The plot is probably more circuitous than need be, which may be the result of the nearly three years of meddling that followed the shoot. What did director John Madden do to earn such treatment, other than lead 1998’s Shakespeare in Love to its Best Picture Oscar for Miramax? Did Harvey Weinstein second-guess his temperament for the job? I don’t know why, as he and adaptor Hossein Amini get their hands dirty. It’s not a gratuitously violent picture, but Blackbird’s leave-no-witnesses practicality has a lot of corpses piled up at the end of a possibly too lean, but certainly mean, 95 minutes. The script is as taut and terse as can be under the circumstances. The cast brings different colors to the piece: Lane is affecting, Gordon-Levitt an unpredictable wild card, and a de-glammed Rosario Dawson pitiable as his Elvis-obsessed girlfriend. (Hal Holbrook gives his all, as he always does, to the small but crucial role of Blackbird’s first victim.) Rourke is excellent. Blackbird is a remorseless bastard, with a twinge of regret that’s the only wiggle room between him and his prey. If you’ve wanted to see more of him since The Wrestler, draw a bead on Killshot.
I watched I Bring What I Love, a musical documentary about Youssou N’Dour, on a DVD supplied by the publicist. (The film opens in select theaters today.) In tow was my nine-month-old daughter, who crawled around the floor during my home screening. She was transfixed by the colorful photography of storybook places throughout Africa and particularly by N’Dour’s performances; that tenor of his is the sound of rapture. You don’t listen to him; you commune with him. Among other citations—Africa’s greatest singer, tireless philanthropist, one of Time’s most influential people, etc.—he makes an excellent babysitter.
She got fussy during the in-between bits. I could relate: So often the documentary, where performers who are at their most articulate onstage are suddenly struck dumb when the rhythm fades and the audience has dispersed, lets down the music. At the risk of criticizing my own flesh-and-blood, however, I must say that she got it wrong this time. N’Dour was in our neighborhood last weekend, as part of a program on Muslim culture at the Brooklyn Academy of Music, and a screening of I Bring What I Love was on the program. The film details the conception, making of, and tour of Egypt (2004), a seminal album that pays tribute to the liturgical music of his Sufi Islam faith, which has so influenced his life.
N’Dour’s first exposure to the mainstream was as part of the Amnesty International Human Rights Now! Tour in 1988, alongside the likes of Bruce Springsteen, Peter Gabriel and Lou Reed; there’s a brief segment from that in the film, plus a glimpse of he and Neneh Cherry performing the 1994 hit “7 Seconds.” N’Dour began work on Egypt in 1989, to show how as a recording artist he could reconcile his growing renown with his Muslim faith; the fallout from 9/11 on the community led him to complete the project. There were bumps in the road: the international tour coincided with the start of Ramadan, and the abstemious musicians were obliged to ask audiences to stop drinking during their performances. More disturbingly, Senegal’s religious leaders were skeptical of a world music spin on their sacred texts, and he was accused of profaning shrines with his performances. Ultimately N’Dour would win his (and Senegal’s) first Grammy for the album—we see the celebratory phone call and the subsequent parade in the streets—but the tension his well-intentioned gesture provoked give the movie dramatic as well as musical interest.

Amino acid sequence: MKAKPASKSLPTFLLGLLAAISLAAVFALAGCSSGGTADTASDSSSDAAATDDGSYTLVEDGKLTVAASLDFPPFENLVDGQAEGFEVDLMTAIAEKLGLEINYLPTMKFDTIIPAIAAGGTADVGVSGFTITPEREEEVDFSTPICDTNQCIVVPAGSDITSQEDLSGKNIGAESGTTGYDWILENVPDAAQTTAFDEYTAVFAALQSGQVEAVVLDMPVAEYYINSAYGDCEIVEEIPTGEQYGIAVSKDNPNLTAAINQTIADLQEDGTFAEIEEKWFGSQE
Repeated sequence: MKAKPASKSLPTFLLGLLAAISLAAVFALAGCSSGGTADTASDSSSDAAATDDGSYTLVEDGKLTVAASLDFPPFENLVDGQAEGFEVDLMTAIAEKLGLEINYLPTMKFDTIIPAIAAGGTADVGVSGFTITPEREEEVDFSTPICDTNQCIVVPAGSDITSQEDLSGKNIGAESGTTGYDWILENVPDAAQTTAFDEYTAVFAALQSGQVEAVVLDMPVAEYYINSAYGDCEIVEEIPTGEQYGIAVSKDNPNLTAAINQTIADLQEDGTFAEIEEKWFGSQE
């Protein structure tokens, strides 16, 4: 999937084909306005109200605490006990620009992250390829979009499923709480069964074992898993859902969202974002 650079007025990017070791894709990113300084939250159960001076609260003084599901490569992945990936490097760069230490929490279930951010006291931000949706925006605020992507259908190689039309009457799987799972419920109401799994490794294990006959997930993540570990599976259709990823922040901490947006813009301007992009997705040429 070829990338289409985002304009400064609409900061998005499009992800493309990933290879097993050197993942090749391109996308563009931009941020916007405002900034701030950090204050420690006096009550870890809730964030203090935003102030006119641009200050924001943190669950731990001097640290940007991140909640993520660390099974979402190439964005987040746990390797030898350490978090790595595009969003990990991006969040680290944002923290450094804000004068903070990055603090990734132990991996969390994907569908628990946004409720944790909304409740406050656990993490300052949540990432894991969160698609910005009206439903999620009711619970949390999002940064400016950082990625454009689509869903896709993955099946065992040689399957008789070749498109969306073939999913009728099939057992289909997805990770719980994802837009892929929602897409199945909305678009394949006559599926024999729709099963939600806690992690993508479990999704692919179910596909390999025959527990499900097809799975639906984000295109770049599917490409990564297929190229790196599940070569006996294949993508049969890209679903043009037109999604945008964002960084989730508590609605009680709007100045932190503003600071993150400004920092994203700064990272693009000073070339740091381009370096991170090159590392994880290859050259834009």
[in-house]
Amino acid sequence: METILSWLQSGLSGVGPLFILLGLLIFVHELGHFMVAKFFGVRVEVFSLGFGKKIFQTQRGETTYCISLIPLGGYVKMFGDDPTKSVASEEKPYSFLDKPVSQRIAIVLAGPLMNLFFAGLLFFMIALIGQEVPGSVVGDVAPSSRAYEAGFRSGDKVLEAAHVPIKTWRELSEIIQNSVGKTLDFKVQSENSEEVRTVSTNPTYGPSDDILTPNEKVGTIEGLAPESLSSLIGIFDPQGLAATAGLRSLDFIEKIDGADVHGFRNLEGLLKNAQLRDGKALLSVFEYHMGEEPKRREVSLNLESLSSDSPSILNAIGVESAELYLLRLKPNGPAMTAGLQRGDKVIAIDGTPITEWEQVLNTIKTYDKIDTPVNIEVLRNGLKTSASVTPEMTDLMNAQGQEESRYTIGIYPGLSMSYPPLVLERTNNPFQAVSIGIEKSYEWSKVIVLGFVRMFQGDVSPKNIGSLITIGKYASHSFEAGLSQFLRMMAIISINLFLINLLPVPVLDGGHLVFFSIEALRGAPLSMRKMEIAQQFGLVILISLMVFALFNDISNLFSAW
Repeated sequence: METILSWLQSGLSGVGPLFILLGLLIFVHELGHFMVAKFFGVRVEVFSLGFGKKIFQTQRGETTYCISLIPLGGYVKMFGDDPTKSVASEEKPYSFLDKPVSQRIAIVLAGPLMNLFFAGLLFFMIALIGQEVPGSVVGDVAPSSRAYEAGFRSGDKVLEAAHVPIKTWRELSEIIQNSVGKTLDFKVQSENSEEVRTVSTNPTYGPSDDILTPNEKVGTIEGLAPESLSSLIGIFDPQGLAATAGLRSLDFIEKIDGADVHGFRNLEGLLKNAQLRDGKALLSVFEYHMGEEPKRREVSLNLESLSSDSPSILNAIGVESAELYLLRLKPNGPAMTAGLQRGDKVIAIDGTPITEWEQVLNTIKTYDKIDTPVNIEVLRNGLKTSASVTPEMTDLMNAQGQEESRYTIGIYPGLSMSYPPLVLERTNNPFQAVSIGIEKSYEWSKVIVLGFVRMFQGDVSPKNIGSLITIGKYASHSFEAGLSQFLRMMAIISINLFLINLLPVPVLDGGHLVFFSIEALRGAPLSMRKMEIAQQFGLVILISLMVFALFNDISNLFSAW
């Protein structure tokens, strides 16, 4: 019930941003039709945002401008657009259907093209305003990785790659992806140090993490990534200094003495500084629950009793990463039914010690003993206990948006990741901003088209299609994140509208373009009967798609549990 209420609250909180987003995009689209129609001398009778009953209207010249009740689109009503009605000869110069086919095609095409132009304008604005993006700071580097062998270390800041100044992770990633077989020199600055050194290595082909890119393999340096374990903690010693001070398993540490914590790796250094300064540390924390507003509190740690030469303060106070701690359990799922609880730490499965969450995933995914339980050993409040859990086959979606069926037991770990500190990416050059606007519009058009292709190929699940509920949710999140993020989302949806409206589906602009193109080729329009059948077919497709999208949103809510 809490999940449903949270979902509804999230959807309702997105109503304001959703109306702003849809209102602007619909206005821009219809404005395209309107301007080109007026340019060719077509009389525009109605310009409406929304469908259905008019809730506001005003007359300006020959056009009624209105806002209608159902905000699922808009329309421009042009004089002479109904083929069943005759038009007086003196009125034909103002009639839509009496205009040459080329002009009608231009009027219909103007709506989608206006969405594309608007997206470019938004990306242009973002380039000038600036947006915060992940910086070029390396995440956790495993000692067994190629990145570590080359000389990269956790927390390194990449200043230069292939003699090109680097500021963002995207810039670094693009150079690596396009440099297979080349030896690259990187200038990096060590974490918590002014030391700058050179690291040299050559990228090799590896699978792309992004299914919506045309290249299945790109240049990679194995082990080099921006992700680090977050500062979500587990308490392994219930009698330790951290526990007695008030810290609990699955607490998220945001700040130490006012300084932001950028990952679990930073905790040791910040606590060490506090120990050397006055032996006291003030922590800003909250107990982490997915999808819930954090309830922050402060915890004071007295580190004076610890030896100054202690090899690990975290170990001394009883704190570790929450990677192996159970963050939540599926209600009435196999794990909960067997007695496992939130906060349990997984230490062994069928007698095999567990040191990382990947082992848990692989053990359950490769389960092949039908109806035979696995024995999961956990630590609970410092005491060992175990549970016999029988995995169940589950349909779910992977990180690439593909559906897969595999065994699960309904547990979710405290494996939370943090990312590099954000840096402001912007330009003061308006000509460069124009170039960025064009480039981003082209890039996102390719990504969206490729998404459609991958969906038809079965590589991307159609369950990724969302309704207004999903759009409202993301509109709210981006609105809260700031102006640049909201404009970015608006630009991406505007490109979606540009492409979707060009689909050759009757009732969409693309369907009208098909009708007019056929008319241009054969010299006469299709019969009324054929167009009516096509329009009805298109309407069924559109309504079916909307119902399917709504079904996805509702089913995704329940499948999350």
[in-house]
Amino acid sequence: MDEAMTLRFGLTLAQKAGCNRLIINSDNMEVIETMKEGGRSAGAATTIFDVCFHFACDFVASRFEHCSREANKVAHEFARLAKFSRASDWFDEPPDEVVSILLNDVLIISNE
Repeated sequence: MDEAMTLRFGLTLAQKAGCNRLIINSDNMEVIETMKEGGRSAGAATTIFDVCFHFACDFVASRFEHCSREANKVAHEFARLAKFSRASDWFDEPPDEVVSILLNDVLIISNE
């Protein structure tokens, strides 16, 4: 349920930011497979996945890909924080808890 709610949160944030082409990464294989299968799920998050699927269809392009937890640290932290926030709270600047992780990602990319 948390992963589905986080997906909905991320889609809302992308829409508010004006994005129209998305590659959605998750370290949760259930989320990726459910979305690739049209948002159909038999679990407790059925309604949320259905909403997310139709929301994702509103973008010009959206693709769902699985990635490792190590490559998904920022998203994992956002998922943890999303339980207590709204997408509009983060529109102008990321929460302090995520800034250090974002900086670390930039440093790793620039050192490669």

Making a movie about a sainted figure is a set of chains for any documentarian, but first-timer Elizabeth Chai Vasarhelyi avoids obvious flubs. Rolling Stone pronounced N’Dour “a singer with a voice so extraordinary that the history of Africa seems locked inside it,” but she concentrates, wisely, on the man and not the myth. When his father asks him to sacrifice a goat for a ritual sacrifice we can see him squirm, perhaps hoping that a difficult scene for viewers will wind up on the cutting-room floor, but Vasarhelyi follows through. I wish she had dropped the use of 9/11 footage—the towers have fallen many times now on film, and are at risk of clichÃ©. Particularly when she’s so discreet showing N’Dour’s bereavement at the passing of his grandmother, a beloved griot (storyteller). The event is so clearly etched on N’Dour’s face it doesn’t even have to be mentioned.
I Bring What I Love ends with a performance of Egypt at Carnegie Hall. Which reminds me of the old joke: How do you get to Carnegie Hall? Answer: Practice—and in N’Dour’s case a faith that can move mountains, a commitment vividly shown in this worthy document.